The Latest

Jun 30, 2014

Haruki Murakami - Kafka on the Shore

“But if something did happen, it happened. Whether it’s right or wrong. I accept everything that happens, and that’s how I became the person I am now.” 
― Haruki Murakami, Kafka on the Shore

Jan 10, 2014 / 1,754 notes

tedx:

Want to be happier with your work in 2014? Take the advice of psychologist Shawn Achor, taken from his TEDxBloomington talk, The happy secret of better work."

Watch the whole talk here»

Jan 8, 2014

some thoughts…

…Complicated ideologies have indeed led us to be living in the world of today. It is therefore the duty of creative individuals and companies to ensure simplicity is projected. Ideas worth spreading, whether business models, consumer trends, products and services - even culture itself - can therefore be digested, embedded and maintained in our brains…. PK 27Jul2013

newyorker:

Matthew Hutson on the link between accomplishment and informality, and the power of the hoodie-wearing C.E.O.: http://nyr.kr/1fWMX9T

Photograph by Justin Sullivan/Getty.
Dec 26, 2013 / 149 notes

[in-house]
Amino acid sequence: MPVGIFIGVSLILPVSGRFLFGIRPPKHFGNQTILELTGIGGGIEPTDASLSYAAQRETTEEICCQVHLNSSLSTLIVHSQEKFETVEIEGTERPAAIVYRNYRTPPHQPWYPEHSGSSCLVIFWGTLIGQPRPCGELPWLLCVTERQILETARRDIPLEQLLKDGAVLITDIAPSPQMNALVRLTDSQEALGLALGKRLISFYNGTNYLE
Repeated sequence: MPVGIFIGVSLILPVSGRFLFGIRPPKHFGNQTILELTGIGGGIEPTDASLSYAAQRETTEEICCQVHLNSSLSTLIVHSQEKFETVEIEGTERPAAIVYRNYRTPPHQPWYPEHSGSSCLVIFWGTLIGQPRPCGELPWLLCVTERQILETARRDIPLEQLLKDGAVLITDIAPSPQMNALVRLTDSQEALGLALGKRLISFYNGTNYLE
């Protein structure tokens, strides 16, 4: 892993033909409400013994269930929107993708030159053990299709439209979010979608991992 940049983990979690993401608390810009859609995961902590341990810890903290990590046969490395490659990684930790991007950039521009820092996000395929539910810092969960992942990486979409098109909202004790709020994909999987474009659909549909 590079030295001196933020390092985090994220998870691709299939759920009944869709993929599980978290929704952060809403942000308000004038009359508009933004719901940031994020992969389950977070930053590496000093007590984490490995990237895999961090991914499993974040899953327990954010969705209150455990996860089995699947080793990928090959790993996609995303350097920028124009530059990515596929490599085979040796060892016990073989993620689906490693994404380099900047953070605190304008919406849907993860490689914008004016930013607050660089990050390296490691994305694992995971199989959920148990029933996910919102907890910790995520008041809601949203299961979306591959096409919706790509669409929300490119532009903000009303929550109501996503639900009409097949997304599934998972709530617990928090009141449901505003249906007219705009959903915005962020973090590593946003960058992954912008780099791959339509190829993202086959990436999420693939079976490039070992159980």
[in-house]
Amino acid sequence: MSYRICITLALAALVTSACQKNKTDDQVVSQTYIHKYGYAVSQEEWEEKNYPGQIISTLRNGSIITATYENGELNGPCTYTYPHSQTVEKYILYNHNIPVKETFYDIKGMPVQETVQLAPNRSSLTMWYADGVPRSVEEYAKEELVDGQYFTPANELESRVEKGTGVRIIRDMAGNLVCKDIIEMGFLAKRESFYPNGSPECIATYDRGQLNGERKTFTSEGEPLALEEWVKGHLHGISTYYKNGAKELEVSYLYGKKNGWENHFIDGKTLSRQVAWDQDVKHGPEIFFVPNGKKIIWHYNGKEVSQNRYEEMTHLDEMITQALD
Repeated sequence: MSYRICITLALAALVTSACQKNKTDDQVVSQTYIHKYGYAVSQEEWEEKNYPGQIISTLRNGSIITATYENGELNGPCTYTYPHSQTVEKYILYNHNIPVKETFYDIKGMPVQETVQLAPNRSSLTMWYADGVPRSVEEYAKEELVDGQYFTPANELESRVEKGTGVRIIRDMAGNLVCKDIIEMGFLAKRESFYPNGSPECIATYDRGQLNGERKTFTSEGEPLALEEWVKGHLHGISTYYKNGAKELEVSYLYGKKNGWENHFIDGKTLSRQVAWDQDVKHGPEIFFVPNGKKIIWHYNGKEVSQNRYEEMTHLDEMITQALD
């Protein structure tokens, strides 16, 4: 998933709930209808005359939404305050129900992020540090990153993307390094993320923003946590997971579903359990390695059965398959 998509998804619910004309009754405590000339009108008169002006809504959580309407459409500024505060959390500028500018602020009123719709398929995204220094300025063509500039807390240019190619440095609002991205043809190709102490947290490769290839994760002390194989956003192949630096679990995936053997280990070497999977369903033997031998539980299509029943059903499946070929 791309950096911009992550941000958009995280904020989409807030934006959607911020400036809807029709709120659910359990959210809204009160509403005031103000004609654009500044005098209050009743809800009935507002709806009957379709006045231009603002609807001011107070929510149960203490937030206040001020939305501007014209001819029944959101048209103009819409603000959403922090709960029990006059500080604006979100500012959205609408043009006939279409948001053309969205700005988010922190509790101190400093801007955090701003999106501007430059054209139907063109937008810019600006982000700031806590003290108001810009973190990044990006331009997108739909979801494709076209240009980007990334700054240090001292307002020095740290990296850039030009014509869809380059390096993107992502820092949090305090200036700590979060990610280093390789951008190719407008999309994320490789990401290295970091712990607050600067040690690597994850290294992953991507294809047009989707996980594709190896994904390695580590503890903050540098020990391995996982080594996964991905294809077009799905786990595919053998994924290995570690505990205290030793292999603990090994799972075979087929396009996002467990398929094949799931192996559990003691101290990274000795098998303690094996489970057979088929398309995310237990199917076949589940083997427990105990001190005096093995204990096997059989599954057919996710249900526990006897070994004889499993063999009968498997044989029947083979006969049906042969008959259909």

newyorker:

Matthew Hutson on the link between accomplishment and informality, and the power of the hoodie-wearing C.E.O.: http://nyr.kr/1fWMX9T

Photograph by Justin Sullivan/Getty.

Dec 26, 2013 / 1 note
newyorker:

Daniel Mendelsohn on myth, Greek tragedy, and the J.F.K. story: http://nyr.kr/18WxDor

“The end of the Iliad is, in other words, a narrative about grief yielding to mourning, about the way in which civilization responds to violence and horror. This dark solace is one that only culture can provide. Our endless need to replay the events of November, 1963—by which I mean all of the events, from Friday to Monday—is not only about a perverse, almost infantile need to revisit a scene of primal horror. It also bears witness to our desire to hear once again a very old tale that is not only the story of a fallen warrior and how he died but the story of what we did after he fell, of how the bloodied body is washed and anointed and clothed and grandly entombed and eulogized.”
Nov 24, 2013 / 976 notes

newyorker:

Daniel Mendelsohn on myth, Greek tragedy, and the J.F.K. story: http://nyr.kr/18WxDor

“The end of the Iliad is, in other words, a narrative about grief yielding to mourning, about the way in which civilization responds to violence and horror. This dark solace is one that only culture can provide. Our endless need to replay the events of November, 1963—by which I mean all of the events, from Friday to Monday—is not only about a perverse, almost infantile need to revisit a scene of primal horror. It also bears witness to our desire to hear once again a very old tale that is not only the story of a fallen warrior and how he died but the story of what we did after he fell, of how the bloodied body is washed and anointed and clothed and grandly entombed and eulogized.”